A while back I wrote a blog post called, I'm a Christian Celebrity, Get Me Outta Here, where I pointed out that Christian celebrities, micro-celebrities, and influencers face the temptation to be less Christian and more celebrity in their attitudes and behaviours.
And Lo and behold, Katelyn Beaty then brought out her book Celebrities for Jesus: How Personas, Platforms, and Profits Are Hurting the Church, which is a great diagnosis of the problem of how celebrity culture can infect Christian notions of church leadership and ministry. Here’s the book blurb:
Many Christian leaders use their fame and influence to great effect. Whether that popularity resides at the local church level or represents national or international influence, many leaders have effectively said to their followers, "Follow me as I follow Christ." But fame that is cultivated for its own sake, without attendant spiritual maturity and accountability, has a shadow side that runs counter to the heart of the gospel. Celebrity--defined as social power without proximity--has led to abuses of power, the cultivation of persona, and a fixation on profits.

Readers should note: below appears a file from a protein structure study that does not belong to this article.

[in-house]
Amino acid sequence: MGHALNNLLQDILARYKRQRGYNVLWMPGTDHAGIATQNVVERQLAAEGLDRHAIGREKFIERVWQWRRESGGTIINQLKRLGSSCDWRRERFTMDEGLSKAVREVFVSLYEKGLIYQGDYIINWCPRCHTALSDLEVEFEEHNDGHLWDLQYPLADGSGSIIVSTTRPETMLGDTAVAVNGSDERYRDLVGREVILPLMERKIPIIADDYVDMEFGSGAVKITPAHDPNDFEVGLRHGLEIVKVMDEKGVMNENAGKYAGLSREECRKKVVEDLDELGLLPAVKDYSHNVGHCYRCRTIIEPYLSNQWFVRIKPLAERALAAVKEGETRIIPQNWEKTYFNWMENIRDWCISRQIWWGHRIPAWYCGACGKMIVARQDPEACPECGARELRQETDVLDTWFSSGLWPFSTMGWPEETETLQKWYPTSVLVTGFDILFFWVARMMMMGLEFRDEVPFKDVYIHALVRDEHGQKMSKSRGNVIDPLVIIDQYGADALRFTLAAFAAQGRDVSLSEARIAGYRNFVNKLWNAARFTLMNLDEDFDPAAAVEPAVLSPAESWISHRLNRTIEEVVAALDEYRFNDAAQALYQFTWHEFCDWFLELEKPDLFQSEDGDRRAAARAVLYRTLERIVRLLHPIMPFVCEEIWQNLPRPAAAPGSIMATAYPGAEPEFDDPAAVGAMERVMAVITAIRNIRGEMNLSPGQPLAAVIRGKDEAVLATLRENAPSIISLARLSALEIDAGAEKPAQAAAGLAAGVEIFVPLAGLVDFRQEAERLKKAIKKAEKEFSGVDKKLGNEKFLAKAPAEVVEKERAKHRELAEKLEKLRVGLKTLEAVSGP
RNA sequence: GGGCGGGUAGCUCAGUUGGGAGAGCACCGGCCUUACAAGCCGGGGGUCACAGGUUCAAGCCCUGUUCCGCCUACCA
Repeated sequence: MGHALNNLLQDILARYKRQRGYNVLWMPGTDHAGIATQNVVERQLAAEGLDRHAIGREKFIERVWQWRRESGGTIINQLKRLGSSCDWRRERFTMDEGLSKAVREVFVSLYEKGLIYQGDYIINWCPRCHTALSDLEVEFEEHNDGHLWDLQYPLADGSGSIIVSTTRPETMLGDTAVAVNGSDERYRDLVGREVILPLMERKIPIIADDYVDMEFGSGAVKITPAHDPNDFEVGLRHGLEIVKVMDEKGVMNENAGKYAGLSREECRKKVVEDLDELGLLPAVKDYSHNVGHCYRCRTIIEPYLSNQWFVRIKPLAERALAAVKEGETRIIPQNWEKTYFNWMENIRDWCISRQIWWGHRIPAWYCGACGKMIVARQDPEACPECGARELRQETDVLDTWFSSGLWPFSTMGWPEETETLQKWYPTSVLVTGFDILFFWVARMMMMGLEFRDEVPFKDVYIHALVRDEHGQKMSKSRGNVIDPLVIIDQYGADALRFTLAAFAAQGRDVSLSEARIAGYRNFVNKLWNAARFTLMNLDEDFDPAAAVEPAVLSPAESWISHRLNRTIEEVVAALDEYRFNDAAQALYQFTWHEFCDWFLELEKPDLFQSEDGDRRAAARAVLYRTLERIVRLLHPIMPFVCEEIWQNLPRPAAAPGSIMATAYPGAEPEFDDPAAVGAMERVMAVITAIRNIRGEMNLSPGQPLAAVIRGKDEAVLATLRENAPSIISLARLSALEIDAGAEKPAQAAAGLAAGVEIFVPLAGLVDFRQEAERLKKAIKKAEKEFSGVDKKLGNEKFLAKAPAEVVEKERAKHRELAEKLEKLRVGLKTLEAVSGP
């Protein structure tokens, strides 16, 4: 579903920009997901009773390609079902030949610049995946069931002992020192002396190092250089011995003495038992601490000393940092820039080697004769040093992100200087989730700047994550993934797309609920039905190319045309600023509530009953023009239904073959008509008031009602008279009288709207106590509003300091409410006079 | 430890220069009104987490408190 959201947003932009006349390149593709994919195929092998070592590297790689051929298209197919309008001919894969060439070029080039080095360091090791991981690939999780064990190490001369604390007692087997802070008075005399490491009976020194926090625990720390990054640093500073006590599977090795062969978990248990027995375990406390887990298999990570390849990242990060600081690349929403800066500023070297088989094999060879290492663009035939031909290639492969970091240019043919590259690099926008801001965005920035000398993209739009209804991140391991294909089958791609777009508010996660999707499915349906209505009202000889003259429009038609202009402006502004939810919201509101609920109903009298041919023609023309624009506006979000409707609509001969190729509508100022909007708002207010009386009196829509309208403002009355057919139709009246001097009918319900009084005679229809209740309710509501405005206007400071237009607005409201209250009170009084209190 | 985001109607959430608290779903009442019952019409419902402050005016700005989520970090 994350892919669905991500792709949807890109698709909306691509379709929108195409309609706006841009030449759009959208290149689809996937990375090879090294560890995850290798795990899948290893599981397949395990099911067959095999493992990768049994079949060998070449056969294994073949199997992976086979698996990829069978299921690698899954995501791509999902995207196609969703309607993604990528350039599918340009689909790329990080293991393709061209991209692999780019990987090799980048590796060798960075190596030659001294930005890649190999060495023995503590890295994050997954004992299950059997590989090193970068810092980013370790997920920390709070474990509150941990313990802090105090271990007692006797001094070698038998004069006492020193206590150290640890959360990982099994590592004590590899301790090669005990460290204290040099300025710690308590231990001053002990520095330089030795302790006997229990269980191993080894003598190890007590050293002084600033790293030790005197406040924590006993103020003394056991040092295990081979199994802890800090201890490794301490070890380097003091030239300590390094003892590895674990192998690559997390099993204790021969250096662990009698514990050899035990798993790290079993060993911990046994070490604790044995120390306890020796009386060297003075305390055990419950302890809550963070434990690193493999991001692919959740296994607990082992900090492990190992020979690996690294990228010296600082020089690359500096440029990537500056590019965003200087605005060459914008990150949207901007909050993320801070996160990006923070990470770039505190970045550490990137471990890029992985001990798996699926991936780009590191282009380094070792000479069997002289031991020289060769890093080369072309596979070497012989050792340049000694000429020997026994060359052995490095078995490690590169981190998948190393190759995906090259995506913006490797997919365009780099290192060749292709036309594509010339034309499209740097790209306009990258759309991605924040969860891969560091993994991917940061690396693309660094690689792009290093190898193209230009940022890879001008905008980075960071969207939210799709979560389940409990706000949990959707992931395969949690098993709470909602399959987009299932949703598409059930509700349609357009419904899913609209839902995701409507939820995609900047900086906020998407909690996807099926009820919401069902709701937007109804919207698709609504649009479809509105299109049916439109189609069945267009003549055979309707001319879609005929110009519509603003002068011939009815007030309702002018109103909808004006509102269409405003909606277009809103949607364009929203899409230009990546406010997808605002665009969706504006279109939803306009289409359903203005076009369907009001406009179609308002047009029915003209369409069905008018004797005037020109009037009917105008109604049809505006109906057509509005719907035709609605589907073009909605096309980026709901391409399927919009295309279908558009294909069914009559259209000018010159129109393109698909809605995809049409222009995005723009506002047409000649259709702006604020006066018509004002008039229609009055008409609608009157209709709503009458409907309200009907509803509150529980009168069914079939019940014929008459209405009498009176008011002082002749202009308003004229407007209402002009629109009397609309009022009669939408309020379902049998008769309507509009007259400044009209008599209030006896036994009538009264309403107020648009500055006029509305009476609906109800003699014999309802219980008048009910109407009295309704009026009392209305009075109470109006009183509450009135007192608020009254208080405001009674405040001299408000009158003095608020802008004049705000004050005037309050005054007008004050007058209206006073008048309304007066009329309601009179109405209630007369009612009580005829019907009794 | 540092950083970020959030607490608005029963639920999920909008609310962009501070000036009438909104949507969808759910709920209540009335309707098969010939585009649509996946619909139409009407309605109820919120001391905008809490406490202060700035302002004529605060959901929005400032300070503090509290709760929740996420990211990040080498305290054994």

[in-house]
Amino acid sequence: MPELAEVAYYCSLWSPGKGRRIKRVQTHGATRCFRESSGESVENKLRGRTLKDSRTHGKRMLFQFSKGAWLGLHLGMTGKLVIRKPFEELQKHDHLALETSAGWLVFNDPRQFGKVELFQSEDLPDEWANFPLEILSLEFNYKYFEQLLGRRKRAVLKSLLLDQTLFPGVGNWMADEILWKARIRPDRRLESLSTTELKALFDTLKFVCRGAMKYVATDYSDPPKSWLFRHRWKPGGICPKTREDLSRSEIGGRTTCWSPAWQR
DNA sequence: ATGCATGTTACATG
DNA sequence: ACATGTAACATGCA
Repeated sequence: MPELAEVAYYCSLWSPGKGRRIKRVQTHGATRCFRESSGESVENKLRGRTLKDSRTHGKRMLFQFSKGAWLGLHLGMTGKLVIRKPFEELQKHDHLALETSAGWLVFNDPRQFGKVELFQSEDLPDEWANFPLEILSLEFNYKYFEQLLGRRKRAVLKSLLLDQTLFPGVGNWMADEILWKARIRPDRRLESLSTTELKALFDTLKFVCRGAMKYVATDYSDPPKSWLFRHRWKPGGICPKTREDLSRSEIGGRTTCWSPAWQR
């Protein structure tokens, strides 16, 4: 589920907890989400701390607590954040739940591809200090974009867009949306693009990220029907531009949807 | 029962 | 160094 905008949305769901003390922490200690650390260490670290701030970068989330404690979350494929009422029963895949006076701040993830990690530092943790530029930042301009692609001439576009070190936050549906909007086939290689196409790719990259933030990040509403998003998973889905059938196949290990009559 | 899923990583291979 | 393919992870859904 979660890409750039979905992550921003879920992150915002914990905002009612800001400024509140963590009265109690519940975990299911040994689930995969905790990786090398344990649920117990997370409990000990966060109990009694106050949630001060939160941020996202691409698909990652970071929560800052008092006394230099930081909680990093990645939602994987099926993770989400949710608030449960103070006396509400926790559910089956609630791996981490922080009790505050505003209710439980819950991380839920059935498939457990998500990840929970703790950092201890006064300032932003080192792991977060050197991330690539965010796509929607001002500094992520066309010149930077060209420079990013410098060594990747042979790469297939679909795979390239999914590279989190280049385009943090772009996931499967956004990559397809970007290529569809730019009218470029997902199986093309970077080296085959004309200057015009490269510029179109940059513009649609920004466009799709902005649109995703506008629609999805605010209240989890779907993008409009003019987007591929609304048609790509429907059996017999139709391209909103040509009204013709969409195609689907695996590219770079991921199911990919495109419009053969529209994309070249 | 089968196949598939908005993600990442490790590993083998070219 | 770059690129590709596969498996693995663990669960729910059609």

In light of the fall of famous Christian leaders in recent years, the time has come for the church to reexamine its relationship to celebrity. Award-winning journalist Katelyn Beaty explores the ways fame has reshaped the American church, explains how and why celebrity is woven into the fabric of the evangelical movement, and identifies many ways fame has gone awry in recent years. She shows us how evangelical culture is uniquely attracted to celebrity gurus over and against institutions, and she offers a renewed vision of ordinary faithfulness, helping us all keep fame in its proper place.
As it goes, Aimee Byrd and I did an interview with Katelyn about her book and it was a fun discussion that included everything from Taco Bell to the culpability of publishers like Katelyn for creating these Christian celebrities. You can listen to the audio or else watch the video below.